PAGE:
Diagnose allergies in children with new algorithm

Based on DNA from nasal cells taken with a nasal swab, allergies can be revealed using the new algorithm. It is sufficient to see only three places in the DNA for this. This new algorithm was developed during research by UMCG, the Medical University of Hannover (MHH) and the artificial intelligence (AI) firm MIcompany. As described in a publication in Nature Communications, this research contributes to a better understanding of these complex diseases. This will also provide opportunities for innovative diagnostics in the future.

Allergies burden the quality of life

Over the past 50 years, the number of patients with allergic diseases has increased rapidly. So strong that researchers even expect that half of the European population will suffer from it by 2030. This means that conditions such as asthma, eczema or hay fever, as very common childhood diseases, put a significant burden on the quality of life of patients and the healthcare system.

Although genetic and environmental factors are known to play a major role in its development, the precise mechanisms that contribute to this are still unknown. This fact ensures that there is currently no permanent cure for a chronic disease.

Diagnosing allergies in young children

The need for a prediction of the risk of allergic diseases is particularly great for young children who have not yet started school. However, it is especially difficult to determine in children. Or as Prof. Gerard Koppelman, pediatric pulmonologist at UMCG and initiator of the project, says: “Small children often suffer from short-term ailments where the symptoms can resemble an allergic condition, such as shortness of breath or frequent colds. It is therefore difficult to diagnose a chronic allergic disease.” An algorithm provides additional insight to arrive at a better diagnosis.

Three DNA markers in nasal cells

The amount of knowledge about human DNA has doubled every seven months in the past decade. Knowledge that provides many new insights into diseases. For example, GRIAC (Groningen Research Institute for Asthma and COPD) has DNA data from blood and nasal cells from participants in the national birth cohort.

By analyzing DNA data on a large scale, the researchers found three DNA markers in nasal cells that determine the development of an allergic patient. They were able to demonstrate that these three DNA markers are associated with an inflammatory reaction in nasal cells. From three DNA markers, the new algorithm can calculate a risk score for an allergic disease and use it to make a diagnosis.

Blood test versus nasal swab

As mentioned, several methods have often been used to diagnose an allergic disease in children. In the case of asthma, for example, a lung function test is usually carried out, which is often not yet possible in younger children (up to six years). This allows a doctor to make the diagnosis based on certain symptoms, such as shortness of breath and a wheezing sound when breathing.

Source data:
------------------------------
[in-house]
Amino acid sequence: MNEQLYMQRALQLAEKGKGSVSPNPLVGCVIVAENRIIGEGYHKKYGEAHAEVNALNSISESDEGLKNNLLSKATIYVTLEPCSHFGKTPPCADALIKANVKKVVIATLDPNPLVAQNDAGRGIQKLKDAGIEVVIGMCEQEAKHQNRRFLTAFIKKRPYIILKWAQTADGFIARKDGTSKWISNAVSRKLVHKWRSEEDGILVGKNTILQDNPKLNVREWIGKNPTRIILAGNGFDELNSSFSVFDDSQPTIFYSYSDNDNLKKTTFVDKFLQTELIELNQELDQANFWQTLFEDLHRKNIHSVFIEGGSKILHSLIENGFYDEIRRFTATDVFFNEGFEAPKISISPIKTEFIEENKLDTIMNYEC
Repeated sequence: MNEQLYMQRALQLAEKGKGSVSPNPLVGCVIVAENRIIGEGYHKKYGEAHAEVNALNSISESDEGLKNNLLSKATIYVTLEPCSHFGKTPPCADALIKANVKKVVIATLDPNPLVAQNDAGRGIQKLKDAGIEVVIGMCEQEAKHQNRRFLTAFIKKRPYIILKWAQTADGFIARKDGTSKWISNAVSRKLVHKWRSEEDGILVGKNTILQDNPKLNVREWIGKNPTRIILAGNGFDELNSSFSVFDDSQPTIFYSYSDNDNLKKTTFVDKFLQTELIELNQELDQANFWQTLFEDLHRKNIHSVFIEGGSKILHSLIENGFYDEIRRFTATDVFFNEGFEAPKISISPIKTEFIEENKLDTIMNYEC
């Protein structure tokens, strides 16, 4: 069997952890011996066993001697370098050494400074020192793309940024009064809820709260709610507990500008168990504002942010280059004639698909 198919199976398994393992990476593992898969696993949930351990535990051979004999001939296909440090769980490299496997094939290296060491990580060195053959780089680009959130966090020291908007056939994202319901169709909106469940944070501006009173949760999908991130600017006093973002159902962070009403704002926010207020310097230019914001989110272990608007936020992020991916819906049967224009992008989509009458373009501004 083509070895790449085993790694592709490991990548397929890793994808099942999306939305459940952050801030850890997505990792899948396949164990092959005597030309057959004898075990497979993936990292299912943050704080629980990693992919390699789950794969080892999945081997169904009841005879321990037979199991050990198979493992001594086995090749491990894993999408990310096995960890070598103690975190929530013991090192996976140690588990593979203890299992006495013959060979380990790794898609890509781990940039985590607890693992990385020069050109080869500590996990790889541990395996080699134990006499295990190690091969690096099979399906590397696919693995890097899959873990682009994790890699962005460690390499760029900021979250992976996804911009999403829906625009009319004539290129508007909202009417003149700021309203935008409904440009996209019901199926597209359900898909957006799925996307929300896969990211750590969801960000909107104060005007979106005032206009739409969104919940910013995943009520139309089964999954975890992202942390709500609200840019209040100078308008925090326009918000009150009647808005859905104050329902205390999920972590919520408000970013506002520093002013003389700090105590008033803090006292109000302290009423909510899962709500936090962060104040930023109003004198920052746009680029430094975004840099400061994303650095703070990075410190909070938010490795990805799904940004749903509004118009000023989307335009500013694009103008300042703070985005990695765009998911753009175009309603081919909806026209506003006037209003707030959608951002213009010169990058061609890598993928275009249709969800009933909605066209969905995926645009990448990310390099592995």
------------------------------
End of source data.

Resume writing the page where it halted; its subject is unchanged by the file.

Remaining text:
When it comes to diagnosing hay fever, in addition to looking at known symptoms such as a cold and runny nose, a blood test or a skin test is also done. Such a blood test is especially annoying for small children. Koppelman therefore wants to make diagnosing children more friendly and efficient by developing a nasal swab test based on the three DNA markers identified in the current study.

Well-functioning algorithm

The new algorithm has also been found to be very useful in diagnosing children outside of Europe. This indicates that the algorithm is indeed capturing common biological signals present in other ethnic groups. This external review is the gold standard in medical research to test whether results are reliable.

The current algorithm was developed for 16-year-olds. “Although this discovery is an important step forward in the application of artificial intelligence to diagnose allergies, we need to adapt our algorithm to the younger age group in the future,” continues Koppelman. In the future, he will use the algorithm to diagnose allergies in young children using a nasal swab.

AI in complex disorders

In 2019, UMCG and MIcompany joined forces to conduct research applying the latest artificial intelligence techniques to complex biomedical problems. At the initiative of Gerard Koppelman and Marnix Bügel (founding partner MIcompany), the new algorithm was developed by a joint research team as part of this collaboration.

The key to the success of this study was the combination of expertise. Artificial intelligence enables researchers to analyze large and complex data sets in a new way. The resulting data is essential to reach meaningful conclusions.

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